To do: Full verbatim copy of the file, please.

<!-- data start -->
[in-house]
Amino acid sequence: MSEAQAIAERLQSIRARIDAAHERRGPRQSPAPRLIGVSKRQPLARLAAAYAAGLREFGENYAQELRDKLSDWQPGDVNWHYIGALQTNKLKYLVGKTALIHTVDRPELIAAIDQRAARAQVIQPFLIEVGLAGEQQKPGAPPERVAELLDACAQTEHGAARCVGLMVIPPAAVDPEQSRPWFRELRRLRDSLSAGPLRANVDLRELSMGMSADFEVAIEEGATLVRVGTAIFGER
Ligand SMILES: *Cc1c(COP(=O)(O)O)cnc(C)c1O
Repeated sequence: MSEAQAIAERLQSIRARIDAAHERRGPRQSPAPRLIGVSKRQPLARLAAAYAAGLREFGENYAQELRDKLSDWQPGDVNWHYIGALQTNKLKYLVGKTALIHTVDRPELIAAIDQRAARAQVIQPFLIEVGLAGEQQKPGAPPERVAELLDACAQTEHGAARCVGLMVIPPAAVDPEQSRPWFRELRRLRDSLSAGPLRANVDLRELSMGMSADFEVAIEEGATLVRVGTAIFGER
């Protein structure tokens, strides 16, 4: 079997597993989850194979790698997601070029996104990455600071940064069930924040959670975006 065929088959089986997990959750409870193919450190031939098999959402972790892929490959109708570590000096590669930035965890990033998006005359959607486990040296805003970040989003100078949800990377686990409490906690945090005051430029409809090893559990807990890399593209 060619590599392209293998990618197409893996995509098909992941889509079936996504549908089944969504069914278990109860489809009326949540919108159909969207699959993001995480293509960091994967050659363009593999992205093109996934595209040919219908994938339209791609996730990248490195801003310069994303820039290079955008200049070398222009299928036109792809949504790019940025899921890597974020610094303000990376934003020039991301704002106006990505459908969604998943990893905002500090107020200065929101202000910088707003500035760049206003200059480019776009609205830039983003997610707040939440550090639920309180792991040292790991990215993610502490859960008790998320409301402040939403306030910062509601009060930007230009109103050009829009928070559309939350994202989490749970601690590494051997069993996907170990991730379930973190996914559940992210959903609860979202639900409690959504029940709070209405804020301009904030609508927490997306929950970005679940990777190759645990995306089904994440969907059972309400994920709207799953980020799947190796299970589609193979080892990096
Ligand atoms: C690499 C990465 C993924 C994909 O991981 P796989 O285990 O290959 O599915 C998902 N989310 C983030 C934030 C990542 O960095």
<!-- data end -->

[in-house]
Amino acid sequence: MSEAQAIAERLQSIRARIDAAHERRGPRQSPAPRLIGVSKRQPLARLAAAYAAGLREFGENYAQELRDKLSDWQPGDVNWHYIGALQTNKLKYLVGKTALIHTVDRPELIAAIDQRAARAQVIQPFLIEVGLAGEQQKPGAPPERVAELLDACAQTEHGAARCVGLMVIPPAAVDPEQSRPWFRELRRLRDSLSAGPLRANVDLRELSMGMSADFEVAIEEGATLVRVGTAIFGER
Ligand SMILES: *Cc1c(COP(=O)(O)O)cnc(C)c1O
Repeated sequence: MSEAQAIAERLQSIRARIDAAHERRGPRQSPAPRLIGVSKRQPLARLAAAYAAGLREFGENYAQELRDKLSDWQPGDVNWHYIGALQTNKLKYLVGKTALIHTVDRPELIAAIDQRAARAQVIQPFLIEVGLAGEQQKPGAPPERVAELLDACAQTEHGAARCVGLMVIPPAAVDPEQSRPWFRELRRLRDSLSAGPLRANVDLRELSMGMSADFEVAIEEGATLVRVGTAIFGER
């Protein structure tokens, strides 16, 4: 079997597993989850194979790698997601070029996104990455600071940064069930924040959670975006 065929088959089986997990959750409870193919450190031939098999959402972790892929490959109708570590000096590669930035965890990033998006005359959607486990040296805003970040989003100078949800990377686990409490906690945090005051430029409809090893559990807990890399593209 060619590599392209293998990618197409893996995509098909992941889509079936996504549908089944969504069914278990109860489809009326949540919108159909969207699959993001995480293509960091994967050659363009593999992205093109996934595209040919219908994938339209791609996730990248490195801003310069994303820039290079955008200049070398222009299928036109792809949504790019940025899921890597974020610094303000990376934003020039991301704002106006990505459908969604998943990893905002500090107020200065929101202000910088707003500035760049206003200059480019776009609205830039983003997610707040939440550090639920309180792991040292790991990215993610502490859960008790998320409301402040939403306030910062509601009060930007230009109103050009829009928070559309939350994202989490749970601690590494051997069993996907170990991730379930973190996914559940992210959903609860979202639900409690959504029940709070209405804020301009904030609508927490997306929950970005679940990777190759645990995306089904994440969907059972309400994920709207799953980020799947190796299970589609193979080892990096
Ligand atoms: C690499 C990465 C993924 C994909 O991981 P796989 O285990 O290959 O599915 C998902 N989310 C983030 C934030 C990542 O960095």